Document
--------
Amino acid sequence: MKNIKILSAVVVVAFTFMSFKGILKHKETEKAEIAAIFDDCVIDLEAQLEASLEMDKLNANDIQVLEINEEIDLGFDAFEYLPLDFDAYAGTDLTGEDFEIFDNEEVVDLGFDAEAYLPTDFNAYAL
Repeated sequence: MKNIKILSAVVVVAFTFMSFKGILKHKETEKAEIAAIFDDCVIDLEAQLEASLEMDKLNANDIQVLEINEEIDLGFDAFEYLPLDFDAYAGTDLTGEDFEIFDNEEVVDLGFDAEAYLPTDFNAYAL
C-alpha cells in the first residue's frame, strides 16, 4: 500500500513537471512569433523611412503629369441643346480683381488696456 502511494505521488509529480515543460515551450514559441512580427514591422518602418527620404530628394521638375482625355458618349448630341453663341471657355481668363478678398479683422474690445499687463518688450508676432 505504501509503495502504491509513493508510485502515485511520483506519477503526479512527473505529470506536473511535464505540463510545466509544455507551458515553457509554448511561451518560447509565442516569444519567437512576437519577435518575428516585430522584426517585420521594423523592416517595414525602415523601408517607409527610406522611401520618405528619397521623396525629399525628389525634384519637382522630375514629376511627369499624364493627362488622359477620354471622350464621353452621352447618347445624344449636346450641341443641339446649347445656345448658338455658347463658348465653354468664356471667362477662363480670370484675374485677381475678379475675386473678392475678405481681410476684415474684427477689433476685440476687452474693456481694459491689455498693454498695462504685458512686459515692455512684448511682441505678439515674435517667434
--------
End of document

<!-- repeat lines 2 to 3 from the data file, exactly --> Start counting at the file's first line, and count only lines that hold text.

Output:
Repeated sequence: MKNIKILSAVVVVAFTFMSFKGILKHKETEKAEIAAIFDDCVIDLEAQLEASLEMDKLNANDIQVLEINEEIDLGFDAFEYLPLDFDAYAGTDLTGEDFEIFDNEEVVDLGFDAEAYLPTDFNAYAL
C-alpha cells in the first residue's frame, strides 16, 4: 500500500513537471512569433523611412503629369441643346480683381488696456 502511494505521488509529480515543460515551450514559441512580427514591422518602418527620404530628394521638375482625355458618349448630341453663341471657355481668363478678398479683422474690445499687463518688450508676432 505504501509503495502504491509513493508510485502515485511520483506519477503526479512527473505529470506536473511535464505540463510545466509544455507551458515553457509554448511561451518560447509565442516569444519567437512576437519577435518575428516585430522584426517585420521594423523592416517595414525602415523601408517607409527610406522611401520618405528619397521623396525629399525628389525634384519637382522630375514629376511627369499624364493627362488622359477620354471622350464621353452621352447618347445624344449636346450641341443641339446649347445656345448658338455658347463658348465653354468664356471667362477662363480670370484675374485677381475678379475675386473678392475678405481681410476684415474684427477689433476685440476687452474693456481694459491689455498693454498695462504685458512686459515692455512684448511682441505678439515674435517667434